I was not thinking Greek key at all (despite always loving it) until Welbourne when I saw one of the other lovely ladies with a Greek key belt.  That's when the research started.  Greek key seems to be most popular after 1862 but I did find several examples of earlier.

Journal de Modes, 1859
Journal de Demoiselles, February 1843





Le Follet, April 1861
Le Moniteur de la Mode, 1860
















































As a bonus, I also found two images of these British princesses wearing a double skirt with a geometric trim on the top tier!

Princess Helena of Great Britain, 1861
Princess Louise of Great Britain, 1861
























Looking at originals, it is easy to see there is no one way to do a Greek key pattern.  They're all basically unique.  I wanted something that wasn't just square (such as the princesses' dresses) but that only required one length of ribbon (so that I don't have to cut and measure, etc.).  These two were my inspiration:

Godey's Lady's Book, 1863
Le Follet, April 1861




















To execute my plan, I used velvet ribbon, 1.5" wide.  Hindsight, probably a bit too large.  1" would have been best.  I basically just made up measurements that 'sounded right' and then pinned the ribbon in the corners.  After that, I sewed the corners (by machine) then tacked the whole thing onto the skirt.  Then I just started pinning the ribbon then tacking it down.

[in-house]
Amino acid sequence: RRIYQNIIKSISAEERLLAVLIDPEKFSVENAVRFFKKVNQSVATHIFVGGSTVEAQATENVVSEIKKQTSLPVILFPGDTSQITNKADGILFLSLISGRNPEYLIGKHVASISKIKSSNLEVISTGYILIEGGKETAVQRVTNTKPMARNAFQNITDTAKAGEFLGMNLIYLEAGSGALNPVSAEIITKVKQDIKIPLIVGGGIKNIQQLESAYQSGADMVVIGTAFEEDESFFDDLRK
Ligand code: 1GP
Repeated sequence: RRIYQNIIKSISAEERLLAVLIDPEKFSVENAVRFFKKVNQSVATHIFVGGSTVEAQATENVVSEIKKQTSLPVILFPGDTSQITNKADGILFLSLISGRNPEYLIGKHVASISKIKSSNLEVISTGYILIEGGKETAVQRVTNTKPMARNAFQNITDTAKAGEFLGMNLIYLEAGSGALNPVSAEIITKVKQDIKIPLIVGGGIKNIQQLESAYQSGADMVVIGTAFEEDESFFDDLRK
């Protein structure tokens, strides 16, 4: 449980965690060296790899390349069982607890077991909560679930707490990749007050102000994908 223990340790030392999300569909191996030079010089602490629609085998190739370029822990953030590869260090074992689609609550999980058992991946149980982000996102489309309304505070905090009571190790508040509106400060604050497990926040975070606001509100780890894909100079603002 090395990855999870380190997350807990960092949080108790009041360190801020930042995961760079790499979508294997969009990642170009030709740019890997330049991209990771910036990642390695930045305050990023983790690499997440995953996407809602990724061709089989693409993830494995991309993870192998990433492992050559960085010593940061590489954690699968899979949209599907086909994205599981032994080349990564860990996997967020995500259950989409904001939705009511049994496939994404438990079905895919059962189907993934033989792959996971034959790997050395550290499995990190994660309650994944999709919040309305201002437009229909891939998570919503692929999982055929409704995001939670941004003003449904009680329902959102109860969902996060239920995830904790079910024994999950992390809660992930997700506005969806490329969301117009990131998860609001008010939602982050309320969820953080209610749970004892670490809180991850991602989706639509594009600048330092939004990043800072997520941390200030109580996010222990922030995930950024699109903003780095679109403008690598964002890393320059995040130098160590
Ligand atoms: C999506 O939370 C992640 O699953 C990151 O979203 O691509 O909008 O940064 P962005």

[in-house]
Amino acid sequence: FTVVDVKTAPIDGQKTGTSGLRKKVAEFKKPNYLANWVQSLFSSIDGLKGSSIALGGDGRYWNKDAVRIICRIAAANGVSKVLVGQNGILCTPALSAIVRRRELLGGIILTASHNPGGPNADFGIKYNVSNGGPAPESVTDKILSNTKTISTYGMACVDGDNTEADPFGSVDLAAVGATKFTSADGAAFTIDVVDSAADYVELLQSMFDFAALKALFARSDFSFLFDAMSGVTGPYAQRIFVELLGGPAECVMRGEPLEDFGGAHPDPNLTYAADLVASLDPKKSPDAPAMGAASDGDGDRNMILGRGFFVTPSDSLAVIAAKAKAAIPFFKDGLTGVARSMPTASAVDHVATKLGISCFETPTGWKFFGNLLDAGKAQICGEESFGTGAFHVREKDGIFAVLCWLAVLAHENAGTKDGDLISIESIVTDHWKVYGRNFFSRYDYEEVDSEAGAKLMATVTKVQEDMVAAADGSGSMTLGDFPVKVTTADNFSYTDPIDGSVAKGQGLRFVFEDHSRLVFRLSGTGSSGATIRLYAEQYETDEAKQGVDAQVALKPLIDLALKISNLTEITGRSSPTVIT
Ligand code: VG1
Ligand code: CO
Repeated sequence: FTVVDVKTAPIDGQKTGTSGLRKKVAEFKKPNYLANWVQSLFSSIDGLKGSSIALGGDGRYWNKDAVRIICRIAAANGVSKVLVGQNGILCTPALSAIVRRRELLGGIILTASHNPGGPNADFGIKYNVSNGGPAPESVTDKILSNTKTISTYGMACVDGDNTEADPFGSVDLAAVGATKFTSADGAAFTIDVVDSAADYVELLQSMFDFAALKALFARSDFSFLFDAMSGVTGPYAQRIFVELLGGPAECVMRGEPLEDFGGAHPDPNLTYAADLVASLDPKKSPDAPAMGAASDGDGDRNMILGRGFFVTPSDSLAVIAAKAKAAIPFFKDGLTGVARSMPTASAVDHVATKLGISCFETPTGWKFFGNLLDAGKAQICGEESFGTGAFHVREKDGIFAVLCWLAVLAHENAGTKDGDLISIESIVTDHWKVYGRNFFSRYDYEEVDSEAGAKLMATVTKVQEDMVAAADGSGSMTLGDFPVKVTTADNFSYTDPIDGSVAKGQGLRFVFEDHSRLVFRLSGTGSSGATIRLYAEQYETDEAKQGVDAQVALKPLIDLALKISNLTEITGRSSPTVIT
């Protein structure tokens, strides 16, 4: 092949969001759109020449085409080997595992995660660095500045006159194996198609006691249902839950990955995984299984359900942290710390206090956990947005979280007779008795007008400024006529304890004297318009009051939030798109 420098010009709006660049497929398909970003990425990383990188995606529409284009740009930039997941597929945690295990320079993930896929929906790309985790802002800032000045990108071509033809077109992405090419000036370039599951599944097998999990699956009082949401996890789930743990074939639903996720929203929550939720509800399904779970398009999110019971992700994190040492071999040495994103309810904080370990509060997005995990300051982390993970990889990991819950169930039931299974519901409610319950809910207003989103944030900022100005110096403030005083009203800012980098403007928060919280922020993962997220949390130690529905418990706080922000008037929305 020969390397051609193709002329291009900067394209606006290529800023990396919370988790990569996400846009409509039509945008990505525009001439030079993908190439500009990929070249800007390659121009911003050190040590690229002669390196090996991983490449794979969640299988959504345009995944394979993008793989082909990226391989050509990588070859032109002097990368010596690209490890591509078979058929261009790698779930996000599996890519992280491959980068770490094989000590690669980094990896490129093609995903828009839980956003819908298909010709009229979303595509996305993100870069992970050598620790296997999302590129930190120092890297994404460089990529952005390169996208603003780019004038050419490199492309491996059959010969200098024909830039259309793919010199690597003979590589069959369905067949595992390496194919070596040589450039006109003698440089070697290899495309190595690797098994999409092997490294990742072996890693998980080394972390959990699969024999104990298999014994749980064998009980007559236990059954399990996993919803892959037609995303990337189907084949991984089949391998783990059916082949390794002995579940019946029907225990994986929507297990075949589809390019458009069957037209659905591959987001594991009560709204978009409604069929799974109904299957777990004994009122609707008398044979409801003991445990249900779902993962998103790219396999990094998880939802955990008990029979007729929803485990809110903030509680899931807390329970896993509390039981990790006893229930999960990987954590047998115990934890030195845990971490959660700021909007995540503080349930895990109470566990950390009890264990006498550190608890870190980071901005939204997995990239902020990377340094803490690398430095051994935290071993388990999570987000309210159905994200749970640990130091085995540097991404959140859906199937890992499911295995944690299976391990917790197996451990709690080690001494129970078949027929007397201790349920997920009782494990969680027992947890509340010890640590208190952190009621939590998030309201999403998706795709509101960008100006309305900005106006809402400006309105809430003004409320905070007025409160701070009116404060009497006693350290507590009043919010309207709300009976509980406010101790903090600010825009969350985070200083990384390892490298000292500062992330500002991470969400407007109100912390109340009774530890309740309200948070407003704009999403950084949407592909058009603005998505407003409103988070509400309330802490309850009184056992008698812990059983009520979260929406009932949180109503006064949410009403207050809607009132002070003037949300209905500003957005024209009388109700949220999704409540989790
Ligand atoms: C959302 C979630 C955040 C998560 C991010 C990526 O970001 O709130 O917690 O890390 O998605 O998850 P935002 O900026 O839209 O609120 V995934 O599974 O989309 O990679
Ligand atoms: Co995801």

The measurements I used were 10" on the bottom, then 6" up, 4" across, 4" down, 4" across, 6" up, 9" across, 10" down, and repeat.

Now for the bodice.  I couldn't decide whether to make a basque or a normal bodice, so I made both.  One is a low necked bodice with a pelerine (also trimmed with Greek key, of course) and the other a basque also trimmed.  For the regular bodice, these were my inspiration.

Minnesota Historical Society dress ca. 1856-
1859.  Inspiration for sleeves and pelerine.
Susan Green Historic Clothing Collection, ca.
1860-1865.  I'm using this as bodice inspiration.










                         










Fairly simple.  I may eventually add some Greek key to the low bodice so it is also trimmed, but I might also leave it plain.  The pelerine edge plus the sleeves are trimmed in Greek key.  Here is my inspirations for the basque bodice.

Graham's Illustrated Magazine, June 1857
Le Bon Ton, June 1858




















I liked the square neck of the Graham's basque with the puffed sleeves so that's what I did.  I did Greek key around the sleeves.  I laid the trim on the same way I did before with the skirt, except this time, I used 7/8" ribbon.  The measurements for the sleeves and bodice were 5", 3.5", 1.5", 1.5", 1.5", 3.5", 5", 5.5", repeat.

Of course, both bodices are piped at the armscyes and necklines.  The non-basque is also piped along the waist.  Both bodices hook and eye shut, and bodice have little jet glass buttons from the Button Baron.


In addition to the dress, I also made a Greek key set of linens to match this dress.  The set includes a chemisette, undersleeves, and a handkerchief.  I (mostly) used this pattern from Godey's for the embroidery:



I made the top two buttons on the chemisette the black glass buttons so that it would match the dress, and the buttons on the undersleeves are also the same.

I haven't had the chance to wear the low body yet, but I had a fantastic time wearing the basque and skirt at Liendo this February!